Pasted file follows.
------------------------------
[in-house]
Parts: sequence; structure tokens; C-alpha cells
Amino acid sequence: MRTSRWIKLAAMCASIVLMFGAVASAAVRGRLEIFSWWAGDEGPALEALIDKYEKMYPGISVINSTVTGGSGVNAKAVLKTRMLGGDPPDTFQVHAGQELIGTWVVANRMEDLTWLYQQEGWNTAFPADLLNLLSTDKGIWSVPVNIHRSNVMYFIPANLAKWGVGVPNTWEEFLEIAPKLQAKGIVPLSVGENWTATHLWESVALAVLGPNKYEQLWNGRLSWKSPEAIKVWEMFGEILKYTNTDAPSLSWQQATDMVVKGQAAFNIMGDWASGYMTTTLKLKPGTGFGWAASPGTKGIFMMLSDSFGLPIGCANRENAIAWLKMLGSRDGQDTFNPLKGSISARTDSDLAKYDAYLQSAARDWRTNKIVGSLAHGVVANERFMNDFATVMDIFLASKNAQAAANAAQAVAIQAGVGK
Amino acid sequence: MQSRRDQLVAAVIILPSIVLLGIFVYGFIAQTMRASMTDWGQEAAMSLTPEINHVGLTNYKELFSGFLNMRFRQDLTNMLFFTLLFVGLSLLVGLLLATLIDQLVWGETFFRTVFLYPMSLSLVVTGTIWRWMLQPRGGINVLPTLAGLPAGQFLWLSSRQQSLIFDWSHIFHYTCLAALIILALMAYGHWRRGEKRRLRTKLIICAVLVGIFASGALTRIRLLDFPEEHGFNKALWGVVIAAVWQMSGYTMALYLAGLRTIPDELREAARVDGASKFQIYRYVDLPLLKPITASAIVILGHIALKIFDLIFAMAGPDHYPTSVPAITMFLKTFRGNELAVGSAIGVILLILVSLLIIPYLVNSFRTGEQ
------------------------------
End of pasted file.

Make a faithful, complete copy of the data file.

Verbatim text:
[in-house]
Parts: sequence; structure tokens; C-alpha cells
Amino acid sequence: MRTSRWIKLAAMCASIVLMFGAVASAAVRGRLEIFSWWAGDEGPALEALIDKYEKMYPGISVINSTVTGGSGVNAKAVLKTRMLGGDPPDTFQVHAGQELIGTWVVANRMEDLTWLYQQEGWNTAFPADLLNLLSTDKGIWSVPVNIHRSNVMYFIPANLAKWGVGVPNTWEEFLEIAPKLQAKGIVPLSVGENWTATHLWESVALAVLGPNKYEQLWNGRLSWKSPEAIKVWEMFGEILKYTNTDAPSLSWQQATDMVVKGQAAFNIMGDWASGYMTTTLKLKPGTGFGWAASPGTKGIFMMLSDSFGLPIGCANRENAIAWLKMLGSRDGQDTFNPLKGSISARTDSDLAKYDAYLQSAARDWRTNKIVGSLAHGVVANERFMNDFATVMDIFLASKNAQAAANAAQAVAIQAGVGK
Amino acid sequence: MQSRRDQLVAAVIILPSIVLLGIFVYGFIAQTMRASMTDWGQEAAMSLTPEINHVGLTNYKELFSGFLNMRFRQDLTNMLFFTLLFVGLSLLVGLLLATLIDQLVWGETFFRTVFLYPMSLSLVVTGTIWRWMLQPRGGINVLPTLAGLPAGQFLWLSSRQQSLIFDWSHIFHYTCLAALIILALMAYGHWRRGEKRRLRTKLIICAVLVGIFASGALTRIRLLDFPEEHGFNKALWGVVIAAVWQMSGYTMALYLAGLRTIPDELREAARVDGASKFQIYRYVDLPLLKPITASAIVILGHIALKIFDLIFAMAGPDHYPTSVPAITMFLKTFRGNELAVGSAIGVILLILVSLLIIPYLVNSFRTGEQ